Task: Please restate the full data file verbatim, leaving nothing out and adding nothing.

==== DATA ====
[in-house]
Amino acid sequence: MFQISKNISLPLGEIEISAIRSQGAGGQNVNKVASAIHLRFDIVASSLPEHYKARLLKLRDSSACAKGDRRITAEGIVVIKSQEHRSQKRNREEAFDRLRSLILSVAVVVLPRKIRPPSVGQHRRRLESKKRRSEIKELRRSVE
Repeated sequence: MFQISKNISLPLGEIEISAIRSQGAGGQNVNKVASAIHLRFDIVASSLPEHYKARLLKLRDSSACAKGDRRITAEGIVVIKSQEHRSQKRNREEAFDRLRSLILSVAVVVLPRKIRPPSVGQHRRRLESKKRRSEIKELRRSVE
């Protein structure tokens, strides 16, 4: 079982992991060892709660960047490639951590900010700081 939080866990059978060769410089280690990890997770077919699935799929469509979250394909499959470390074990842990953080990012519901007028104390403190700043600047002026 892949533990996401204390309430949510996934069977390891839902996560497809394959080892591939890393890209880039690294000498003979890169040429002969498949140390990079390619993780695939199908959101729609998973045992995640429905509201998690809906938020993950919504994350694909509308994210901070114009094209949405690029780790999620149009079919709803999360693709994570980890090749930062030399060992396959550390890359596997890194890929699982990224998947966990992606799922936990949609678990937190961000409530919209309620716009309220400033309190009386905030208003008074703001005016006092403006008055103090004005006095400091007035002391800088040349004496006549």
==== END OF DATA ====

[in-house]
Amino acid sequence: MFQISKNISLPLGEIEISAIRSQGAGGQNVNKVASAIHLRFDIVASSLPEHYKARLLKLRDSSACAKGDRRITAEGIVVIKSQEHRSQKRNREEAFDRLRSLILSVAVVVLPRKIRPPSVGQHRRRLESKKRRSEIKELRRSVE
Repeated sequence: MFQISKNISLPLGEIEISAIRSQGAGGQNVNKVASAIHLRFDIVASSLPEHYKARLLKLRDSSACAKGDRRITAEGIVVIKSQEHRSQKRNREEAFDRLRSLILSVAVVVLPRKIRPPSVGQHRRRLESKKRRSEIKELRRSVE
């Protein structure tokens, strides 16, 4: 079982992991060892709660960047490639951590900010700081 939080866990059978060769410089280690990890997770077919699935799929469509979250394909499959470390074990842990953080990012519901007028104390403190700043600047002026 892949533990996401204390309430949510996934069977390891839902996560497809394959080892591939890393890209880039690294000498003979890169040429002969498949140390990079390619993780695939199908959101729609998973045992995640429905509201998690809906938020993950919504994350694909509308994210901070114009094209949405690029780790999620149009079919709803999360693709994570980890090749930062030399060992396959550390890359596997890194890929699982990224998947966990992606799922936990949609678990937190961000409530919209309620716009309220400033309190009386905030208003008074703001005016006092403006008055103090004005006095400091007035002391800088040349004496006549």